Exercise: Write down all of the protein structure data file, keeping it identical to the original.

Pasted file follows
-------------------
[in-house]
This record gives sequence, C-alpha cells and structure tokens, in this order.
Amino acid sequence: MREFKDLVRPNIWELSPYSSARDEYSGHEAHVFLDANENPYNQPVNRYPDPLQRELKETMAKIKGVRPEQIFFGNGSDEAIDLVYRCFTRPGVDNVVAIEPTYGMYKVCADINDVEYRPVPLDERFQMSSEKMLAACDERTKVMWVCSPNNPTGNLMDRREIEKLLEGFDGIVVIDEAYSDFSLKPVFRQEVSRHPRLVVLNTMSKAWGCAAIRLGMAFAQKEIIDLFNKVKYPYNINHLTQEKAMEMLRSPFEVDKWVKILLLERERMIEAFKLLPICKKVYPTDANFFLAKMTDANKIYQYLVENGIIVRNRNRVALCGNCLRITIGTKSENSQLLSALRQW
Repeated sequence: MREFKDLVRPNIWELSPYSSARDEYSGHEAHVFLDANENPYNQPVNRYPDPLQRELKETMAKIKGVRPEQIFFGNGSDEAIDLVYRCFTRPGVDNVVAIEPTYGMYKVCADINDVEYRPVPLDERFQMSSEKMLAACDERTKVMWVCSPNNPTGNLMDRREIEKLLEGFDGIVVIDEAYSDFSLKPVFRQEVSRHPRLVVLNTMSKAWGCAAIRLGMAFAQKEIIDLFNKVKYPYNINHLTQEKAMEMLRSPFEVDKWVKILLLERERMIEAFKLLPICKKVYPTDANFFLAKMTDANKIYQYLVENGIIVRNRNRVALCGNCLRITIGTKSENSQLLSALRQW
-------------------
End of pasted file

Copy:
[in-house]
This record gives sequence, C-alpha cells and structure tokens, in this order.
Amino acid sequence: MREFKDLVRPNIWELSPYSSARDEYSGHEAHVFLDANENPYNQPVNRYPDPLQRELKETMAKIKGVRPEQIFFGNGSDEAIDLVYRCFTRPGVDNVVAIEPTYGMYKVCADINDVEYRPVPLDERFQMSSEKMLAACDERTKVMWVCSPNNPTGNLMDRREIEKLLEGFDGIVVIDEAYSDFSLKPVFRQEVSRHPRLVVLNTMSKAWGCAAIRLGMAFAQKEIIDLFNKVKYPYNINHLTQEKAMEMLRSPFEVDKWVKILLLERERMIEAFKLLPICKKVYPTDANFFLAKMTDANKIYQYLVENGIIVRNRNRVALCGNCLRITIGTKSENSQLLSALRQW
Repeated sequence: MREFKDLVRPNIWELSPYSSARDEYSGHEAHVFLDANENPYNQPVNRYPDPLQRELKETMAKIKGVRPEQIFFGNGSDEAIDLVYRCFTRPGVDNVVAIEPTYGMYKVCADINDVEYRPVPLDERFQMSSEKMLAACDERTKVMWVCSPNNPTGNLMDRREIEKLLEGFDGIVVIDEAYSDFSLKPVFRQEVSRHPRLVVLNTMSKAWGCAAIRLGMAFAQKEIIDLFNKVKYPYNINHLTQEKAMEMLRSPFEVDKWVKILLLERERMIEAFKLLPICKKVYPTDANFFLAKMTDANKIYQYLVENGIIVRNRNRVALCGNCLRITIGTKSENSQLLSALRQW